I don't think Leoben's number has ever been stated.

    It just strikes me as odd -- presuming the models were made in some kind of order -- that the "regular" skinjob Cylons weren't numbered sequentially.
    Maybe they're named in order of rank or significance.
    • CommentAuthorOddcult
    • CommentTimeJan 19th 2009
     (4756.46)
    Can we assume that anyone reading past this point is aware that there are spoilers below, so we don't have to bother with the inviso-text thingy?

    SPOILERS IN THE WHOLE THREAD BELOW THEN. YOU HAVE BEEN WARNED.
































    Okay, so what's going on with Starbuck? Was it her body in the crashed Viper? If so, how did the second version get back? And does this mean that she fits into the 12, or is she something else?
  2.  (4756.47)
    I think my theory's still holding up: This is a sequel to the original, not a remake.

    Also, I don't think Ellen's the final Cylon. I think that's a swerve and that she is an older Six.

    Personally, I'm holding out for Richard Hatch to the be the final Cylon.
    • CommentAuthorOddcult
    • CommentTimeJan 19th 2009
     (4756.48)
    My theory is still that it's a sequel to Blade Runner. Adama's going to start making paper unicorns in a bit.
  3.  (4756.49)
    Would Tigh or Adama not recognise either 6 or Starbuck as a younger Ellen.
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      CommentAuthorFauxhammer
    • CommentTimeJan 19th 2009
     (4756.50)
    My favorite part of Galactica is that they can somehow make a made-up spaceword sound like a living, breathing curse word with a weight and heft all its own.

    "Frell" never earned that status.

    By the way: If you unironically use the word "frell", please stop because it makes my dicktip bleed a little.
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      CommentAuthorjohnjones
    • CommentTimeJan 19th 2009
     (4756.51)
    I don't think Leoben's number has ever been stated.


    He's a 2.

    The various Cylon models and their numbers are:

    Cavil is 1
    Leoben is 2
    Deanna is 3
    Simon (the black doctor) is 4
    Doral is 5
    Six is 6
    7 is unknown but one of (Tigh, Ellen, Tory, Anders or Tyrol)
    Boomer/Sharon is 8
    9-12 see 7.
  4.  (4756.52)
    I was not alive for the first Battlestar Galactica, and never watched a bit of it in re-runs, but it's worth noting that the original series featured nightmare fodder like this.


    So I suppose for all our complaints it could be so much worse.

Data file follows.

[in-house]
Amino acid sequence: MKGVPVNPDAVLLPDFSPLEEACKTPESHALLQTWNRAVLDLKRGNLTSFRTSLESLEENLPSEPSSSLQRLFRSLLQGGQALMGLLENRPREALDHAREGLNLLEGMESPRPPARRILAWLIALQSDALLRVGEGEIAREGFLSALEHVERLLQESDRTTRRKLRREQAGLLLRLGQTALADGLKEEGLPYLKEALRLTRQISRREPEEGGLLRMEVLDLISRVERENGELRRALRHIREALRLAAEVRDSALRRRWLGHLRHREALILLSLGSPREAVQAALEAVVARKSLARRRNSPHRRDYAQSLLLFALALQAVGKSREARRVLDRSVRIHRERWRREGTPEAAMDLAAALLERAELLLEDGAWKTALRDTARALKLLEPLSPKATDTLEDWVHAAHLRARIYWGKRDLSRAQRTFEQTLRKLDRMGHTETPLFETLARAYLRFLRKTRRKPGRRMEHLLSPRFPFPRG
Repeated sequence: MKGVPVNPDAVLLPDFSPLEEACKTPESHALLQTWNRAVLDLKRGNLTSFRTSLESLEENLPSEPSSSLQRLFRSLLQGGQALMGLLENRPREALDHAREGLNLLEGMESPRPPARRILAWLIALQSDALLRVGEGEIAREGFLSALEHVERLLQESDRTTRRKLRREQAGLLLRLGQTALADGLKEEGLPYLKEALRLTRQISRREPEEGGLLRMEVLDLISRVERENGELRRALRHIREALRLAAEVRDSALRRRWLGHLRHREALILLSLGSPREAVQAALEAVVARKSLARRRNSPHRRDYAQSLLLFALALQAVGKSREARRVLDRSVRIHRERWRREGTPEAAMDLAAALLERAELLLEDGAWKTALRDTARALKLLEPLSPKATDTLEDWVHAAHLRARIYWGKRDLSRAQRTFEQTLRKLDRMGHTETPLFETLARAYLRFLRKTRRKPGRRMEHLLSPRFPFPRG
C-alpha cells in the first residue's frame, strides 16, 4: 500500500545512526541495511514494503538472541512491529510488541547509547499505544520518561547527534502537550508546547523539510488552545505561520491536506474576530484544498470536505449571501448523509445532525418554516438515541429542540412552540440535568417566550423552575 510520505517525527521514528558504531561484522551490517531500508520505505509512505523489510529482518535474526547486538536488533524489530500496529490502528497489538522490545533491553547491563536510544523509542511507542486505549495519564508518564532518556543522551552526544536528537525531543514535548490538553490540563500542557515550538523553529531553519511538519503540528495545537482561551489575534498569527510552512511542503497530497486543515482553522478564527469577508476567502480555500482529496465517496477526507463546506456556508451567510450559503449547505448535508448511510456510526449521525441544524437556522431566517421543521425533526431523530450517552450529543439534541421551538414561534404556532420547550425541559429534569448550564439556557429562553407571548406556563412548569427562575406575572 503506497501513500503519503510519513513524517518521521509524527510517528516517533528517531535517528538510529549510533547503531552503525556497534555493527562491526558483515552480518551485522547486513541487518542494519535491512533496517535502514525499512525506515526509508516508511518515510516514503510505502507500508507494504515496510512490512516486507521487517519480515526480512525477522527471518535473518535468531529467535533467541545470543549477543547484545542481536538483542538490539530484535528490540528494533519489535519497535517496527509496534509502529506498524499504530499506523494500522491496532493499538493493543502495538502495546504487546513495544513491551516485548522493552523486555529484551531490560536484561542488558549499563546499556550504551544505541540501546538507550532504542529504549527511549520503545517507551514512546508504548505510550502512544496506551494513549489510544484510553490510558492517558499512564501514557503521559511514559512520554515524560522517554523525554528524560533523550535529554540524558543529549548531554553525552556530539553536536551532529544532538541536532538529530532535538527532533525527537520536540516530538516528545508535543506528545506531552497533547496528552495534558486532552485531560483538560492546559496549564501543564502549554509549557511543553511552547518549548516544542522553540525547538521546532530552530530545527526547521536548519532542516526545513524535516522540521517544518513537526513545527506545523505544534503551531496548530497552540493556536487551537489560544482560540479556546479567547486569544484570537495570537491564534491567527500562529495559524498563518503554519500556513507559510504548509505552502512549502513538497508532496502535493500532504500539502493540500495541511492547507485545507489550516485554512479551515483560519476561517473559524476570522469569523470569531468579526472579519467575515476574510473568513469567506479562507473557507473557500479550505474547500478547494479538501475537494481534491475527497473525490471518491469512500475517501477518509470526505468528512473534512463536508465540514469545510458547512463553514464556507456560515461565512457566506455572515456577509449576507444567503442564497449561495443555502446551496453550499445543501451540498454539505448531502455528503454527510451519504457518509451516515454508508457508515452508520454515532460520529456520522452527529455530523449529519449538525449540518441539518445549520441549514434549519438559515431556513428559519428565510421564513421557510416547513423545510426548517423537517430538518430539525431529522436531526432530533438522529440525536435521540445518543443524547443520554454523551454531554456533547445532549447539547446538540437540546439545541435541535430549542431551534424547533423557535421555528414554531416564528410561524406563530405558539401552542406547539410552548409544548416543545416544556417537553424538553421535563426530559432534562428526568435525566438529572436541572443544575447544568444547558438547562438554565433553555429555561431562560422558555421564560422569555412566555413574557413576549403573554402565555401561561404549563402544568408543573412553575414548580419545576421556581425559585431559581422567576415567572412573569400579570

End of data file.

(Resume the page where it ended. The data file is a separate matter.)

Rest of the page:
5.  (4756.53)
    The subtraction of the boy and his dog directly relates to the success of the new show.
    •  
      CommentAuthorJay Kay
    • CommentTimeJan 19th 2009
     (4756.54)
    @RobSchamberger: You say that, and then we find out the freaky bear-dog is the Fifth Cylon and it rapes EVERYONE.
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      CommentAuthorLactamaeon
    • CommentTimeJan 19th 2009
     (4756.55)
    I was not alive for the first Battlestar Galactica


    I suddenly feel Incredibly old all of a sudden.....

    but it's worth noting that the original series featured nightmare fodder like this.


    But if you're an eight year old watching the original series at the time ( same age as the "Boxey" character shown above ), you would thing that it was the cooliest thing imaginable.
    Who wouldn't have want a robot dog ( "Dagget" ) as a kid?
    But then again, those were the ' 70's....
  6.  (4756.56)
    @DarkKnightJRK: I actually would like to see Moore's take on the robo-dog. I'm also hoping he delivers on his promise to bring in Battlestar 1980's flying motorcycles.
    •  
      CommentAuthorJay Kay
    • CommentTimeJan 19th 2009
     (4756.57)
    @Lactameon:

    I think we're more commenting on how creepy the dog looks. The fact that the picture makes it look like the kid's taking it, err, doggy-style doesn't help.

    @robschamberger:

    You can never go wrong with flying motorcycles.
  7.  (4756.58)
    @Lactamaeon:

    The child was named...Boxey?

    What the fuck was wrong with people back in the 70's? I mean, I assume there was a lot of cheap smoke and good coke, but fucking BOXEY? Why not name the little fucking "Table" or "Objecty" or "Coffin-fodder"?
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      CommentAuthorFauxhammer
    • CommentTimeJan 19th 2009
     (4756.59)
    OG Galactica brought me one of the first crushing disapointments of my young life: I'd received a Cylon Raider toy that was one of the first generation that had non-firing plastic missiles.

    It set the stage for a lot of my future expectations.
    • CommentAuthorOddcult
    • CommentTimeJan 19th 2009
     (4756.60)
    The kid featured very, very briefly, to tell someone fo frak off because his parents were dead and he was going to slit his own wrists whilst listening to The Cure, or something similar.

    Would Tigh or Adama not recognise either 6 or Starbuck as a younger Ellen.


    True. But either way, we're still left with the issue of who the body in the Viper was.